One person may observe a problem or issue through a microscope and another through a magnifying glass. A third may view the issue through their regular eyes and a fourth through a telescope. Everyone, while recognizing the same issue is present, will see the problems at a different level of significance. For some, it becomes ‘mission critical’ to solve while for others the problem is still far away. For some, the problem is in the center of their vision while for others the problem looks tiny compared to another larger problem adjacent to it. The super tough part is that everyone’s right to hold their own opinions on it!
So what to do?
When an organization is growing, priorities or projects change rapidly. One might hear:
“Isn’t it so obvious we need to stop Project A?" “Why are we still doing Project B when Project C is more important?” “Honestly, how is Initiative D still not fixed?” “Team E doesn’t even support us on Project F. What gives?"
The answers to those questions may in fact have a simple answer. "Yes,
Project A does need to be stopped.” "Initiative D isn’t fixed because it’s not an organizational priority.” "Team E wants to help, but the team working on Project F never made it clear what support was needed." The answers to those questions may also have more complex answers. There might not be a clear black or white response. Project B may feel more important to one team while Project C is more important to another. Project X may grow revenue while Project Y may grow customer satisfaction. Team P may need to focus broadly on a long-term initiative while Team Q may need to focus on driving results this quarter.
To be clear: it’s the responsibilities of the leaders of the organization, team, or unit to both 1) encourage introspection even though it is a challenges, and 2) provide enough context to the entire team to understand why a certain problem deserves a microscope at this moment and a telescope at another. It’s definitely something we must improve on and I’ll admit it’s something I’m struggling with. What appears clear in my microscope or in my telescope is my responsibility to ensure that everyone else, though you may not agree 100%, can at least see what I see.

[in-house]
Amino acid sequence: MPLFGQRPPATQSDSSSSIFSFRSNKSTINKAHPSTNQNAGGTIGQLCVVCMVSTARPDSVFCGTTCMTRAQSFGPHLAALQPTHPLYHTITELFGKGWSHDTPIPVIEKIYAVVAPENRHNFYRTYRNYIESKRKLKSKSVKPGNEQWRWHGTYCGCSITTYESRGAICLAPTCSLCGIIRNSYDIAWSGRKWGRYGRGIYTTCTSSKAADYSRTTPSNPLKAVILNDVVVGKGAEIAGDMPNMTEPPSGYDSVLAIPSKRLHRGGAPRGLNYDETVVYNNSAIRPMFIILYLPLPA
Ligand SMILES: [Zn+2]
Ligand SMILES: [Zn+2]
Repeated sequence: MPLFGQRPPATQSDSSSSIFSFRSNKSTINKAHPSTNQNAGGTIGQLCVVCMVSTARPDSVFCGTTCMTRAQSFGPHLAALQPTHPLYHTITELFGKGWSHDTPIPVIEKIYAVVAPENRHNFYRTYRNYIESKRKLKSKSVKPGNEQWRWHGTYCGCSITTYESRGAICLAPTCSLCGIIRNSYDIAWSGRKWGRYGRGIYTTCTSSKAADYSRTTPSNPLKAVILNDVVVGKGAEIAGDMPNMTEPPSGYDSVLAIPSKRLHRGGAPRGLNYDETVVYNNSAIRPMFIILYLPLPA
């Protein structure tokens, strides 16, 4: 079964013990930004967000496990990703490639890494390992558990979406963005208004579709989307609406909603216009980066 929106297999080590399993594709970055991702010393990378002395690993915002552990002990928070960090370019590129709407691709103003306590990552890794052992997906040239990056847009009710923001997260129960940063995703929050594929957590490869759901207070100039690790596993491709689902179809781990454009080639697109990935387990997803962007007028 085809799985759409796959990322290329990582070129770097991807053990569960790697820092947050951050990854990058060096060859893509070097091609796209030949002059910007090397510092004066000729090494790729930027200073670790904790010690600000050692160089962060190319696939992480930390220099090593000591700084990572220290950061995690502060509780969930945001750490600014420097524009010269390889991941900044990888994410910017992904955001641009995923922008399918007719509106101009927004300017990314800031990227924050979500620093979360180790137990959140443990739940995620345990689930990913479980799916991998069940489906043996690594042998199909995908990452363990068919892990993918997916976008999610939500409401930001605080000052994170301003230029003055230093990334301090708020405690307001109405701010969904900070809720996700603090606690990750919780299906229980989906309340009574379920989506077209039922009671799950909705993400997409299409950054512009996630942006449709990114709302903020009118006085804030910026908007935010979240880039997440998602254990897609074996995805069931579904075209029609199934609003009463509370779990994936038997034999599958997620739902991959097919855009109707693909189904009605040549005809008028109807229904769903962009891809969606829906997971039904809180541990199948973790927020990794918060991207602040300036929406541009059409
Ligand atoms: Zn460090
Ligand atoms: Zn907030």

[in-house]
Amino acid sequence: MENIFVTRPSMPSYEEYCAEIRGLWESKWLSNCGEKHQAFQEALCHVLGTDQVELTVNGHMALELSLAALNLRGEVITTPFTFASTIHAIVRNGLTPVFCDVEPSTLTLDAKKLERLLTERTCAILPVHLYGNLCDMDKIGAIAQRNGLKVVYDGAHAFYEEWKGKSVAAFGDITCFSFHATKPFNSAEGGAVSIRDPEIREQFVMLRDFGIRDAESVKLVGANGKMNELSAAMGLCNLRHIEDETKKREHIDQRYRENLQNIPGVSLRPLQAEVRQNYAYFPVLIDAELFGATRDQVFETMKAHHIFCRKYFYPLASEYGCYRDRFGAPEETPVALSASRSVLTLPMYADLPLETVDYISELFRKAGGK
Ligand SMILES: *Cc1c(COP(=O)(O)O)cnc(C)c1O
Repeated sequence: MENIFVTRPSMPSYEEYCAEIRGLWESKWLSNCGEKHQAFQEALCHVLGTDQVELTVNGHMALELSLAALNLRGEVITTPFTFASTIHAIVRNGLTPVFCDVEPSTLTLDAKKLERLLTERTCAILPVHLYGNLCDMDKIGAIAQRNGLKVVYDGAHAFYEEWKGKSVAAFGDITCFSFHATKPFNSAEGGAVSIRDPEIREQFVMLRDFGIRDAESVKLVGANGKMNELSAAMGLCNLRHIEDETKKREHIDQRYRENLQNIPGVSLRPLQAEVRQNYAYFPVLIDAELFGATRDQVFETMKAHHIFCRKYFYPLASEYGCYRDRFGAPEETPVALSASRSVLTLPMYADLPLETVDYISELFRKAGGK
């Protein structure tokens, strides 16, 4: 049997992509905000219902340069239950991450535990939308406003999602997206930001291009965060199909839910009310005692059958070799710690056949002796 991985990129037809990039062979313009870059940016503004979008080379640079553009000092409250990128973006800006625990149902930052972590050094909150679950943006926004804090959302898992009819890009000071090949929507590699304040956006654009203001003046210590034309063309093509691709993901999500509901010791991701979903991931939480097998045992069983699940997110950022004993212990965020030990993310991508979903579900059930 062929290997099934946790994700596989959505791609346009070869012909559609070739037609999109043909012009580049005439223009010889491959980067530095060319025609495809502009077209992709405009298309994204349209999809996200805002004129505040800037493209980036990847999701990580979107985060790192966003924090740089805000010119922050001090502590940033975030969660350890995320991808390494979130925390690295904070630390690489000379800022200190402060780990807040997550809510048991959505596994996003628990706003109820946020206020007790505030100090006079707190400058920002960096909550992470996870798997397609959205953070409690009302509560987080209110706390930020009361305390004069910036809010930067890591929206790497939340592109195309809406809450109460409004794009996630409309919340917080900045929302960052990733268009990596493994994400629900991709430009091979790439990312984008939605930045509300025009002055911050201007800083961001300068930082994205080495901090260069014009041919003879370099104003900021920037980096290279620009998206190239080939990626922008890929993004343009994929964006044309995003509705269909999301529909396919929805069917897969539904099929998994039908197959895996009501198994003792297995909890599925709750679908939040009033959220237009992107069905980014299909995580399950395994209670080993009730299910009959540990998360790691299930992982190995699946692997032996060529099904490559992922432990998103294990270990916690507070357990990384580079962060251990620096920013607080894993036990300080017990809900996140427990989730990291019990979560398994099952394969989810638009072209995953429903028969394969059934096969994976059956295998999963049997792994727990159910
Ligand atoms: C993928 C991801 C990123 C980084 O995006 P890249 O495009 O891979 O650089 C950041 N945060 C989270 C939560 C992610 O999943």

Once that self-awareness and introspection process happens - just like every individual - commitment to follow-through is necessary. Otherwise there is the pain and difficulty of grappling with it.
My excitement for 2020 is that we receive open and honest feedback, criticism, suggestions, and ideas for where we should prioritize our efforts and also how to reach our 2020 goals. The process of self-awareness as an organization has to come from every direction - we’ve collected clear and mostly actionable feedback from the team in terms of what we can do to improve the work experience at LearningLeaders. Also, we can need to continue collecting feedback from the market. Our customers speak to us every day with their feedback and suggestions if we are wise enough to listen. It may not be fun to hear all of the feedback, but it’s necessary so that we know where we stand. And I absolutely relish it because the absence of feedback restricts self-awareness, which will lead to the death of improvement.
My fear for 2020 is once we solidify our goals for the year and make the deliberate prioritizations necessary to get us to our goals, we experience continued disagreement of things that *won’t* change for a period of time. If, after committing to a direction in February, my fear is that in March we hear, “I never really agreed with it in the first place, so it doesn’t really bother me if we don’t reach the goal.”
This. Can’t. Be. Happening.
It’s a prime example of only viewing the company through the lens of one microscope. It’s a prime example of all of the bitter with none of the sweet. The price we pay for self-awareness does not need to be for nothing.